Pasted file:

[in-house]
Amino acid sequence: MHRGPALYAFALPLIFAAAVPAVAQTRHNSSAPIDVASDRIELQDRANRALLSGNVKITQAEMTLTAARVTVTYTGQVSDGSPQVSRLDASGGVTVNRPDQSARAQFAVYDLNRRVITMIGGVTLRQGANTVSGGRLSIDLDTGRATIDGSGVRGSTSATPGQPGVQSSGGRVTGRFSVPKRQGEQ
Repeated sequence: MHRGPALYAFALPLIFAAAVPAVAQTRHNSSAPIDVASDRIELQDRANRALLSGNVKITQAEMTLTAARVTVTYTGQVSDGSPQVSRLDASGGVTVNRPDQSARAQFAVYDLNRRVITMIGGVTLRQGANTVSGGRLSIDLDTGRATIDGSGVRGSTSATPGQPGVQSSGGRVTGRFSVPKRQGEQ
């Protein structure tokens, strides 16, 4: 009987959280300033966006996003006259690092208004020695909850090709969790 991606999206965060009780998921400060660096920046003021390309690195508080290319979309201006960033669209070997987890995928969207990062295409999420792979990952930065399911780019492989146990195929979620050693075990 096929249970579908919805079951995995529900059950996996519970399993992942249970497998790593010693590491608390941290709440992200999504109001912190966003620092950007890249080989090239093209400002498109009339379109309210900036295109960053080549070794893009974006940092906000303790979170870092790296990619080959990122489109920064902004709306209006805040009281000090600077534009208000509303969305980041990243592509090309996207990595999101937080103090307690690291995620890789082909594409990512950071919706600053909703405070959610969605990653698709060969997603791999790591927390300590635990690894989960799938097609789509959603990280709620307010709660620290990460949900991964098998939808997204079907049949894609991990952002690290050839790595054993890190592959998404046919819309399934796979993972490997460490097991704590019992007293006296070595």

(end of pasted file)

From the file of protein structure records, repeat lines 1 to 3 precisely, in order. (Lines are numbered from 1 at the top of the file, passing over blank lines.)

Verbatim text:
[in-house]
Amino acid sequence: MHRGPALYAFALPLIFAAAVPAVAQTRHNSSAPIDVASDRIELQDRANRALLSGNVKITQAEMTLTAARVTVTYTGQVSDGSPQVSRLDASGGVTVNRPDQSARAQFAVYDLNRRVITMIGGVTLRQGANTVSGGRLSIDLDTGRATIDGSGVRGSTSATPGQPGVQSSGGRVTGRFSVPKRQGEQ
Repeated sequence: MHRGPALYAFALPLIFAAAVPAVAQTRHNSSAPIDVASDRIELQDRANRALLSGNVKITQAEMTLTAARVTVTYTGQVSDGSPQVSRLDASGGVTVNRPDQSARAQFAVYDLNRRVITMIGGVTLRQGANTVSGGRLSIDLDTGRATIDGSGVRGSTSATPGQPGVQSSGGRVTGRFSVPKRQGEQ